“I asked her if she had made any changes to her routine and diet lately and then it was all revealed. She said that she recently changed her morning routine to use a glass of hot water with lemon juice in it when she read that it was good for her.

“While it can be good for other parts of our health, lemon juice, when drunk in this way, is enormously dangerous to our mouths. If you drink it all day, it means the acid is attacking our teeth every day.”

Lemon is extremely acidic, which weakens and effectively dissolves tooth enamel, explains Dr. Eskander.

This can even lead to discoloration as the harder substance shows through under the enamel, which Dr. Atkins also caused tenderness and pain.

If people still choose to drink hot water and lemon, Dr. Eskander to do this through a straw to prevent the surface of the teeth from being hit by the liquid. Chewing sugar-free gum afterwards is also a good idea, as it stimulates saliva, which neutralizes acids, she adds.

Dr. Eskander also advises people never to brush their teeth after drinking hot water and lemon, as this will remove tooth enamel while it’s soft. Instead, people should brush their teeth before breakfast to create a protective layer of fluoride against acidic foods.

Oil pulling

The ancient Ayurvedic practice of oil pulling is believed to be more than 3,000 years old and consists of rinsing a tablespoon of coconut or sesame oil around your mouth for up to 20 minutes before spitting it out.

Proponents claim that the oils “antibiotic and antiviral properties” whiten and clean teeth.

Dr. However, Atkins argues, “Pulling coconut oil has no scientific evidence that it is in any way beneficial for oral health. It is ineffective and ultimately a waste of time.”

Dr. Eskander adds oil, is a lubricant, so it can temporarily remove food debris and surface stains, but does not penetrate teeth to make them whiter.

She said, “It won’t hurt, but it won’t make a Hollywood smile.”

Only bleaching with peroxide penetrates the teeth and breaks down discoloration.

Dr. Eskander adds that this should only be done by dentists who, unlike DIY kits, make bespoke spoons for the mouth and ensure that peroxide doesn’t damage the gums and cause blistering.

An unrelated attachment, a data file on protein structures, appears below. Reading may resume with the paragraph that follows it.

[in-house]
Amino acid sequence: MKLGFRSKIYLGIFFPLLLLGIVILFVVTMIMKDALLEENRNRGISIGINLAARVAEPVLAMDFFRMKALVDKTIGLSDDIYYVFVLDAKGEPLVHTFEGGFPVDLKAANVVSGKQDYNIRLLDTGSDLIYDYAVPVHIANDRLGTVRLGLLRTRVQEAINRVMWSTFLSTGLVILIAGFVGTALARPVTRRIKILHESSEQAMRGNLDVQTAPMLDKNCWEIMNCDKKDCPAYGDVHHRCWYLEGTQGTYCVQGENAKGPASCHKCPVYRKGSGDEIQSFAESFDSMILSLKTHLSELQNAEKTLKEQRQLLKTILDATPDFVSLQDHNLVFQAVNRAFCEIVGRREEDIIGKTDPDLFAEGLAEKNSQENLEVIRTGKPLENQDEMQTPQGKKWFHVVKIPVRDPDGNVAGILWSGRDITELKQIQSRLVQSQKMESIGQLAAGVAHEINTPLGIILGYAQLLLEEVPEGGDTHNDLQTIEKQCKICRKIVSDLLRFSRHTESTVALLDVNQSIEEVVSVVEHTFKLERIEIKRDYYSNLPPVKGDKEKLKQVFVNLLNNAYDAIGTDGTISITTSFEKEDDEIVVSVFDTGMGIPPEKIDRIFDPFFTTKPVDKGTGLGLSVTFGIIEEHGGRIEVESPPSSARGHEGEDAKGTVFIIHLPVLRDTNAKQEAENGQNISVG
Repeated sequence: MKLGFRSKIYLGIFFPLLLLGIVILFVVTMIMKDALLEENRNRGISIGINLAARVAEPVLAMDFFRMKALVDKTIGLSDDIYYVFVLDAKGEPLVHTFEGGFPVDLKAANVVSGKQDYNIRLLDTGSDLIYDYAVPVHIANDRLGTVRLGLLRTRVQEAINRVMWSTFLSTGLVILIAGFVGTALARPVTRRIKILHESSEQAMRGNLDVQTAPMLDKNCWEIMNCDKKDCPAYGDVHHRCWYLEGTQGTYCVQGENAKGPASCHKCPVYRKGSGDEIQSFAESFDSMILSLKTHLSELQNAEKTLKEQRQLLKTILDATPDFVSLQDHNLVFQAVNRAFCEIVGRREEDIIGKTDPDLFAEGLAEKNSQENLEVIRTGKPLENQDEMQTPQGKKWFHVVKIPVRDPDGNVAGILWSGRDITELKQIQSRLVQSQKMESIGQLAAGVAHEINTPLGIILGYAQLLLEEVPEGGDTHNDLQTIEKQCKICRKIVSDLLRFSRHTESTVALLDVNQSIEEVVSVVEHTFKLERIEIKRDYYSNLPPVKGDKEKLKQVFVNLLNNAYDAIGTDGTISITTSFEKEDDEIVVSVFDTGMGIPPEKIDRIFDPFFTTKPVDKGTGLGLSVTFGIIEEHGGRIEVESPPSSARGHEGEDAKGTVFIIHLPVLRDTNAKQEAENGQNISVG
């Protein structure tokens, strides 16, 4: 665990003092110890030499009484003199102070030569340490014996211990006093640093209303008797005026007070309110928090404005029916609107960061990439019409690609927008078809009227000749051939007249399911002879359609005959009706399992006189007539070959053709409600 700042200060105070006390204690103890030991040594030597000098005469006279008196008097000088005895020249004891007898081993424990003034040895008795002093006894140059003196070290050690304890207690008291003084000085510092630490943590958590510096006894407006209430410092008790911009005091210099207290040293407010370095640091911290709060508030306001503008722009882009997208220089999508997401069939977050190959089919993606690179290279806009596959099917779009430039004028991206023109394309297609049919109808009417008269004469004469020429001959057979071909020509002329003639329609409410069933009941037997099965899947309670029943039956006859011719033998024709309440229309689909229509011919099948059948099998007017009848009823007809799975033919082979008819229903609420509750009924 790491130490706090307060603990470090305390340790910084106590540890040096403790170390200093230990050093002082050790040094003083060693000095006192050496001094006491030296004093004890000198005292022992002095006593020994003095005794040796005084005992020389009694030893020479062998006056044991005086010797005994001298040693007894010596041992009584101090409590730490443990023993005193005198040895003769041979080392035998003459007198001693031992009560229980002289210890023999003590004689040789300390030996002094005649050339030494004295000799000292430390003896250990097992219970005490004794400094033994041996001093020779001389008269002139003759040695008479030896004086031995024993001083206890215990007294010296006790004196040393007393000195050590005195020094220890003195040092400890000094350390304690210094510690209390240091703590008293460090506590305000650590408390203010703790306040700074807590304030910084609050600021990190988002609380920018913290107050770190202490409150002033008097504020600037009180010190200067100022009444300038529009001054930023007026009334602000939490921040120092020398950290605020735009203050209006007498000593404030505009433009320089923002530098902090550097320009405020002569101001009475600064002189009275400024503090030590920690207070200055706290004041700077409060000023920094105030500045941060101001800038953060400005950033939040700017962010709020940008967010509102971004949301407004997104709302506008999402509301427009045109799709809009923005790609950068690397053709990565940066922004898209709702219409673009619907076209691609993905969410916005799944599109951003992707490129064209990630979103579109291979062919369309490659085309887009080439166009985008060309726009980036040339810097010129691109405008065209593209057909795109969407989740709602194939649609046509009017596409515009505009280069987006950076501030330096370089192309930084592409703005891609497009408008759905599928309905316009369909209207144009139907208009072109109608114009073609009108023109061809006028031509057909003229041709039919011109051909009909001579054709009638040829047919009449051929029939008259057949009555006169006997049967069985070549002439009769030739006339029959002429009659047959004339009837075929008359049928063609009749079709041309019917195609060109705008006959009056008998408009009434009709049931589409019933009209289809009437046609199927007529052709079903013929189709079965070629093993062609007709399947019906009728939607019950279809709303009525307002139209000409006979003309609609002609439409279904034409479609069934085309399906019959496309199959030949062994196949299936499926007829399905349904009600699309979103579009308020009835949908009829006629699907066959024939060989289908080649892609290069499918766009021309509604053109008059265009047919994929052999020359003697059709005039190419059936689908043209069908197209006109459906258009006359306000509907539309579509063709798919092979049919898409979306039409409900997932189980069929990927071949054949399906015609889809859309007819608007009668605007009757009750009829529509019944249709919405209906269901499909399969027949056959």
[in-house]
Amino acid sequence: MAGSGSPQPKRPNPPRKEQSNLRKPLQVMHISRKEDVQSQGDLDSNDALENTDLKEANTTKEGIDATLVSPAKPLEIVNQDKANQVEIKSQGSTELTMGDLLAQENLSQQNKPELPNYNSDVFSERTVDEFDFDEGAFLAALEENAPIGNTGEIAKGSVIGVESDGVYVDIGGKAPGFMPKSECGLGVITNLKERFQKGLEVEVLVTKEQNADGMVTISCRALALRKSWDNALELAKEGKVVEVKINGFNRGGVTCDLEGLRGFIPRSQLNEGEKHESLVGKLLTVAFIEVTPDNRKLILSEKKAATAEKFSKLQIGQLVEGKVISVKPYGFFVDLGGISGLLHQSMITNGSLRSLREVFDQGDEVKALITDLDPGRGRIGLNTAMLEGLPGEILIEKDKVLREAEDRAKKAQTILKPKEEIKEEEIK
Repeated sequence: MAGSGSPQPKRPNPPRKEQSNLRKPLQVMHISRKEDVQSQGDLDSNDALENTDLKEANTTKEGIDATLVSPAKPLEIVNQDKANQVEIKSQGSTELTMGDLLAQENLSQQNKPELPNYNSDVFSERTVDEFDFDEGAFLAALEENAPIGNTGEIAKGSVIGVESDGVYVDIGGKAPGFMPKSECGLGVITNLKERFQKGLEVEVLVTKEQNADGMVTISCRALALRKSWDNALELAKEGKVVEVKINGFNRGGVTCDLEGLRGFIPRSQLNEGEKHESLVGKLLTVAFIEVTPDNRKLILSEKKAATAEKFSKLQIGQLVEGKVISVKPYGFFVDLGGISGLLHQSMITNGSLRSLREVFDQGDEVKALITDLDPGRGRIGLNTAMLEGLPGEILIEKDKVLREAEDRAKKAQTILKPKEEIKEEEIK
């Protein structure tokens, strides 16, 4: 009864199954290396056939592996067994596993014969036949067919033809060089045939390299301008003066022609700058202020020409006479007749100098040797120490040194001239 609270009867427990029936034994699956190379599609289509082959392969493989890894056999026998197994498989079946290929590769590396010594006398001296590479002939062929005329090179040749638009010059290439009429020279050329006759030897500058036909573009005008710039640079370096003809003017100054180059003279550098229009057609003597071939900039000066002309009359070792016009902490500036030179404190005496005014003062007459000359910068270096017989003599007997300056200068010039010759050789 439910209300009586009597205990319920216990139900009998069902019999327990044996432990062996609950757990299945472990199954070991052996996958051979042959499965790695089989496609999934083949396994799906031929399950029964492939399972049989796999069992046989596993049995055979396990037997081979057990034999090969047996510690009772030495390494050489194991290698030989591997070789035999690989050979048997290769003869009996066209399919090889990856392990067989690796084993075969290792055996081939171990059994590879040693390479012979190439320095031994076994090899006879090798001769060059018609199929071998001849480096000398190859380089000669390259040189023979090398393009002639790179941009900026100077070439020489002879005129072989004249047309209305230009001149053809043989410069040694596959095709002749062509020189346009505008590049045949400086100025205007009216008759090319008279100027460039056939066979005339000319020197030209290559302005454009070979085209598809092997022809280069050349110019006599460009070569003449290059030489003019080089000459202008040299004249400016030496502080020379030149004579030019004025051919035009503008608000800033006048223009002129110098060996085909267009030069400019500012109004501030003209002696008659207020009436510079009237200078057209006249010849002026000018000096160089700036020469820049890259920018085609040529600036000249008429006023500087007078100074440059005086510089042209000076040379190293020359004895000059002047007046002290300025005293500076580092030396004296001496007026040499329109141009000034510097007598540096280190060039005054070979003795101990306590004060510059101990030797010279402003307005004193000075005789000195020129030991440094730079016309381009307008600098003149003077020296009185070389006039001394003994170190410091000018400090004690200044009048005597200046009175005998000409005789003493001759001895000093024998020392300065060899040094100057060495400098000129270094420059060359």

Charcoal toothpaste

Charcoal removes stains, but doesn't protect us from tooth decay.  Photo / Getty ImagesCharcoal removes stains, but doesn’t protect us from tooth decay. Photo / Getty Images

Despite the recent surge in charcoal toothpastes on the market, Dr. Atkins that they could do more harm than good.

He said, “There is insufficient data to demonstrate the safety and efficacy claims of activated charcoal and activated charcoal oral health products. The claims of many of these products related to teeth whitening have not been verified. “

Proponents argue that the porous structure of charcoal gives it detoxifying properties, and hospitals often use it to treat various types of poisoning and overdosing.

Although charcoal toothpastes can remove superficial stains due to their abrasive consistency, says Dr. Atkins that this can permanently damage tooth enamel.

He added, “Most importantly, many charcoal toothpastes on the market do not contain enough fluoride to adequately protect us from tooth decay, even when used for two minutes twice a day.”

Apple Cider Vinegar

Apple cider vinegar has been praised for helping digestion, helping with weight loss, and making hair shinier, with some even brushing their teeth with this highly acidic substance.

Although the vinegar’s abrasiveness can help remove plaque and stains caused by red wine, coffee, and smoking, Dr. Eskander believes that it could also severely damage the enamel and even make the teeth more yellow.

She said: “Damage to enamel is irreversible.

“The layer underneath, the so-called dentin, becomes more visible.

“Dentin is naturally yellowish, which means you likely have teeth that are more yellow or blotchy than they were when you started out.”